Show of harmony masks tensions in China


Sun, Mar 17, 2013 - Page 5

Wearing an embroidered cap signaling her Uighur ethnicity, Rehangul Yimir’s presence in the Great Hall of the People symbolizes Beijing’s efforts to gloss over simmering frictions among its disparate peoples.

According to official figures Xinjiang is 46 percent Uighur — who speak a Turkic language and are mostly Muslim — and 39 percent Han Chinese, after millions moved to the area in recent decades.

Relations between them are often tense and riots rocked Xinjiang, which is twice the size of Turkey and rich in oil and gas, in 2009, when about 200 people died.

However, Yimir, who at 24 was the youngest member of Xinjiang’s delegation to the National People’s Congress (NPC), is proud to uphold Beijing’s banner of ethnic harmony, and expresses a keen interest in policy for the country’s legions of migrant workers.

“I’m satisfied” with the central government’s efforts on the issue, she told reporters, praising what she called measures to promote opportunities for her people to work in other parts of China.

The Chinese Communist Party line at the NPC, which is due to end tomorrow, is to stress warmth between China’s 55 ethnic minorities and the Han majority, who comprise 91 percent of the population of 1.35 billion.

However, far beyond the security bubble around the rubber-stamp legislature, the reality on the ground can be very different.

More than 100 ethnic Tibetans have set themselves on fire, many fatally, since 2009 to protest state policies and express a desire for the return of the exiled spiritual leader the Dalai Lama.

However, Losang Jamcan, chairman of the Tibet regional government, stuck resolutely to the official line.

“We will absolutely resist the Dalai clique to maintain harmony and stability in Tibet and realize sustainable development,” he said at the NPC. “We must cherish ethnic unity, as well as harmony and stability, as we do our own eyes.”

The day Yimir spoke, several knife-wielding attackers killed four people and wounded eight others 2,400km away in the Xinjiang city of Korla, according to officials, amid reports of ethnic clashes and a security crackdown. Authorities later blamed a family dispute.

Such discord is rarely raised at delegations’ NPC meetings, where “work reports” are read extolling progress.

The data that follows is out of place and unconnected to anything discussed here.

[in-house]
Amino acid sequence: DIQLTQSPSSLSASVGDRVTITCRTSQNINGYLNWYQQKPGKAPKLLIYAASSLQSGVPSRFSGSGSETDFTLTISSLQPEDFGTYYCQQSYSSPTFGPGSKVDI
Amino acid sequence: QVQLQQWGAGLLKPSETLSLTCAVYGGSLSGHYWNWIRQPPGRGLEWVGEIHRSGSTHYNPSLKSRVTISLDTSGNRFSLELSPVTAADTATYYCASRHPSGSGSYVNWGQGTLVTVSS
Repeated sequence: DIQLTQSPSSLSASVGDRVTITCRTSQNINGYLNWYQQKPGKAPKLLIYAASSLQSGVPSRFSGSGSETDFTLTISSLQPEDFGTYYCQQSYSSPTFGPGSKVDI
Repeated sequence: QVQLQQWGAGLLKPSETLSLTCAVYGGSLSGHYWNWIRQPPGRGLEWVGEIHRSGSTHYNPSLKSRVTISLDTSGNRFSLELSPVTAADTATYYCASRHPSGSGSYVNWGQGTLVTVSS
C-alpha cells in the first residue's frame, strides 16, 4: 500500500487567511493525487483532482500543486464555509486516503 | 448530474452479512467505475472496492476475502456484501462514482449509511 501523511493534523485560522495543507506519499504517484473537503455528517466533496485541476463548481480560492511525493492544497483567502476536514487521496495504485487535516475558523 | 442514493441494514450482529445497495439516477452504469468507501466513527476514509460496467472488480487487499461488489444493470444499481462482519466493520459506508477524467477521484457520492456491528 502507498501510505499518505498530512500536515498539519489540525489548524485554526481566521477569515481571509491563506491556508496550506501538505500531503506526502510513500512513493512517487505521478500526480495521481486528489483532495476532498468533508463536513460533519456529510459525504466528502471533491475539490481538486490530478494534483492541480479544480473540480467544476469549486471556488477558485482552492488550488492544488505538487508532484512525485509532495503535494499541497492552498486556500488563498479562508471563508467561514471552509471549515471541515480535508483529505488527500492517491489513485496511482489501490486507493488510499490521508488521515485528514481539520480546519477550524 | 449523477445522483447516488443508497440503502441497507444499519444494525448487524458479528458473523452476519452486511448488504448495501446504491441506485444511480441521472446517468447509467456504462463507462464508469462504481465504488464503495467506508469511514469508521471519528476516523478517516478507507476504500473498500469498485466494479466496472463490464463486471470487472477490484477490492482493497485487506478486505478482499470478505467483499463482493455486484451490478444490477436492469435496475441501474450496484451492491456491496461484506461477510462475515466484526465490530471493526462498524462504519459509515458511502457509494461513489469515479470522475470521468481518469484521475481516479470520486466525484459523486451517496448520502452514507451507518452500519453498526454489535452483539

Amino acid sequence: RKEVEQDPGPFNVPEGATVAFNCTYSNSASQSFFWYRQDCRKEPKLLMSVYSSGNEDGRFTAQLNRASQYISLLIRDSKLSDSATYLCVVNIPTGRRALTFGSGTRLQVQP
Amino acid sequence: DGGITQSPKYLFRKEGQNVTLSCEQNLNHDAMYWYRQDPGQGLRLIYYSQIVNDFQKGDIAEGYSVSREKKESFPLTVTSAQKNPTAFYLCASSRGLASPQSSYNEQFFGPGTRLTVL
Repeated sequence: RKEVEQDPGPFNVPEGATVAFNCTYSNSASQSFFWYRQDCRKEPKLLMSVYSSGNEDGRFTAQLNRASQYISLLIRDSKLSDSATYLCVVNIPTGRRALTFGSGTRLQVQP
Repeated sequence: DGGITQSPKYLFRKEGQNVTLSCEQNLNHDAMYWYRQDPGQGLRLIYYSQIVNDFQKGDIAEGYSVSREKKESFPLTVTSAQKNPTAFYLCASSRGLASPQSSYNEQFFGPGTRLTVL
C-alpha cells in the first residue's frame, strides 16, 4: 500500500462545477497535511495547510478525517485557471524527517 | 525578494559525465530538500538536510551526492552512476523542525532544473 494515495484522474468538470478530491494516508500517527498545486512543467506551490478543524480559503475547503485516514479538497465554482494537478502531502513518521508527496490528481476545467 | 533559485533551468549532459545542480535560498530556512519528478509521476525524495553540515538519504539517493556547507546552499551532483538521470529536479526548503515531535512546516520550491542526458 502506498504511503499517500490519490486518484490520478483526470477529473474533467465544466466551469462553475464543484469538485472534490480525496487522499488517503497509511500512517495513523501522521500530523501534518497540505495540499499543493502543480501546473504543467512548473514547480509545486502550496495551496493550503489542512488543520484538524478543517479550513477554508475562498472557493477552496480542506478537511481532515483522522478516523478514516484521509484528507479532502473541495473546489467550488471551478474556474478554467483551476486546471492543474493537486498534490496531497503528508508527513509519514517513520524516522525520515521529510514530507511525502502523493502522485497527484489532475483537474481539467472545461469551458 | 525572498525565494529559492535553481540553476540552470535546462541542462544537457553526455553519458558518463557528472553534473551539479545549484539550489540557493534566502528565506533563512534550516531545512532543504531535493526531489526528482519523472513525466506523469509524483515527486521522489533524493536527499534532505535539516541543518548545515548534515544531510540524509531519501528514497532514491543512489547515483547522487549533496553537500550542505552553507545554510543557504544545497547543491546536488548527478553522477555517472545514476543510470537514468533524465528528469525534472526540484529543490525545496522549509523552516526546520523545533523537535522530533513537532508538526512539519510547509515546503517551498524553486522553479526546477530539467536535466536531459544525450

“Xinjiang natives are carefree,” read an English-language brochure at the provincial gathering.

China says Tibetans enjoy religious freedom and rising living standards as a result of huge investment by Beijing.

Xinjiang — which straddles the Silk Road and has a strong trading history — has a growing urban middle class.

A number of minority figures who have embraced the “status quo” have achieved national prominence, including Fu Ying (傅瑩), an ethnic Mongol vice foreign minister and an NPC spokeswoman.

“Throughout the centuries, China has been a multiethnic society connected by a commitment to unity, prosperity and harmony,” she wrote in the Guardian in 2009. “Unity is deep in the blood.”

However, those who question the state narrative face trouble.

Rebiya Kadeer, once a wealthy businesswoman and NPC delegate, fell out with the government and was jailed, before being released in 2005 and moving to the US, where she now leads the World Uyghur Congress (WUC).

Beijing-backed Uighur delegates to the NPC can gain promotions, government positions and business opportunities for themselves and their families, she said.

“Most of these delegates are the people who think about their own personal interests,” she told reporters in an e-mail relayed by the WUC. “They don’t care about their people and their suffering.”

Several hope to do good, she added, but find the “bitter reality” is that they cannot speak out in Beijing. Giving them the opportunity to do so, she added, “could have eased the tensions and helped to foster integration in China.”

Reza Hasmath, lecturer in Chinese politics at Oxford University, said there was strong pressure for minority ethnic groups to conform with the authorities.

“This is mainly due to the fact that minorities who cast their lot with the establishment can access Han social networks, which provides greater opportunities to higher status, and better paying jobs,” he said by e-mail.

However, Beijing’s policies can prove counterproductive, Hasmath said. Chinese authorities have slowly phased out the use of the Uighur language in most Xinjiang schools and universities, he noted, leaving Mandarin Chinese the main mode of instruction.

While the intent was to promote amalgamation, “at the same time, it creates greater ethnic tension,” he said.